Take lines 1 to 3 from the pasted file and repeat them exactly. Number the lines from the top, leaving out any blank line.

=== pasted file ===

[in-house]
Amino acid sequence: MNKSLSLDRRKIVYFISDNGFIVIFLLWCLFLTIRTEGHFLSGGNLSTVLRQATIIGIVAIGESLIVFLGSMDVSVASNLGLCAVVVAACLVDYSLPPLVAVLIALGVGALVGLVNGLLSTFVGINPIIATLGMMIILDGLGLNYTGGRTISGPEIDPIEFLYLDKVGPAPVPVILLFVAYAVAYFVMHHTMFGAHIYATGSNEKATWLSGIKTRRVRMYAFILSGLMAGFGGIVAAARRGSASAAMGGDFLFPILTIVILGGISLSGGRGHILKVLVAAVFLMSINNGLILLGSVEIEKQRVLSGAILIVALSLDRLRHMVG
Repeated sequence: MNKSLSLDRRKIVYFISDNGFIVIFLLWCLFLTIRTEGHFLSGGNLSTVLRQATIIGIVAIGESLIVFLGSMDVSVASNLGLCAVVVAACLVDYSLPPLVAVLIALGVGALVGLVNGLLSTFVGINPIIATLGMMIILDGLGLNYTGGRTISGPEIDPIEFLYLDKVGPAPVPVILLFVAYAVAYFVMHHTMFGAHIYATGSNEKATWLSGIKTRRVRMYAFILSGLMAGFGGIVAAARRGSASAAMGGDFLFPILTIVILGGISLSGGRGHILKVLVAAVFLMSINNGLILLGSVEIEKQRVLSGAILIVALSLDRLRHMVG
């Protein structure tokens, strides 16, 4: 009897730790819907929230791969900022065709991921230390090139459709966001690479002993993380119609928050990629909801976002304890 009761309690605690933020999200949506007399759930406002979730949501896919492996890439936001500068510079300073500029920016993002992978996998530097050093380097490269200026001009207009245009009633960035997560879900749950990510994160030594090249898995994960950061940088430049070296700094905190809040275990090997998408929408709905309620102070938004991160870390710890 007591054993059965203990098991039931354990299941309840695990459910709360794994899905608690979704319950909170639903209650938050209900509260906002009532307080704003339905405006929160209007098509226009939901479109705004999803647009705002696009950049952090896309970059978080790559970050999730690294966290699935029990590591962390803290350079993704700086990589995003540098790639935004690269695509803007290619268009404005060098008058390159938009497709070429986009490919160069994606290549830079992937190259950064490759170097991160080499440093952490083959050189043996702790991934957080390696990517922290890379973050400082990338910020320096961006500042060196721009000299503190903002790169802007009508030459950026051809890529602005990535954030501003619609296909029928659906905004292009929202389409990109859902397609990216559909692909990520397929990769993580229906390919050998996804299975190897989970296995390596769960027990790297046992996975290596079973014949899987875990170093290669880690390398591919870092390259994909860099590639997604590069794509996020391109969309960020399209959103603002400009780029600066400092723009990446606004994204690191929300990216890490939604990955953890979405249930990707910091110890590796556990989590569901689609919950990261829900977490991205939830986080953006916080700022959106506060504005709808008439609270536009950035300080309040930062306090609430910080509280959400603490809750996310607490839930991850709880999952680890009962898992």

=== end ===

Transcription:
[in-house]
Amino acid sequence: MNKSLSLDRRKIVYFISDNGFIVIFLLWCLFLTIRTEGHFLSGGNLSTVLRQATIIGIVAIGESLIVFLGSMDVSVASNLGLCAVVVAACLVDYSLPPLVAVLIALGVGALVGLVNGLLSTFVGINPIIATLGMMIILDGLGLNYTGGRTISGPEIDPIEFLYLDKVGPAPVPVILLFVAYAVAYFVMHHTMFGAHIYATGSNEKATWLSGIKTRRVRMYAFILSGLMAGFGGIVAAARRGSASAAMGGDFLFPILTIVILGGISLSGGRGHILKVLVAAVFLMSINNGLILLGSVEIEKQRVLSGAILIVALSLDRLRHMVG
Repeated sequence: MNKSLSLDRRKIVYFISDNGFIVIFLLWCLFLTIRTEGHFLSGGNLSTVLRQATIIGIVAIGESLIVFLGSMDVSVASNLGLCAVVVAACLVDYSLPPLVAVLIALGVGALVGLVNGLLSTFVGINPIIATLGMMIILDGLGLNYTGGRTISGPEIDPIEFLYLDKVGPAPVPVILLFVAYAVAYFVMHHTMFGAHIYATGSNEKATWLSGIKTRRVRMYAFILSGLMAGFGGIVAAARRGSASAAMGGDFLFPILTIVILGGISLSGGRGHILKVLVAAVFLMSINNGLILLGSVEIEKQRVLSGAILIVALSLDRLRHMVG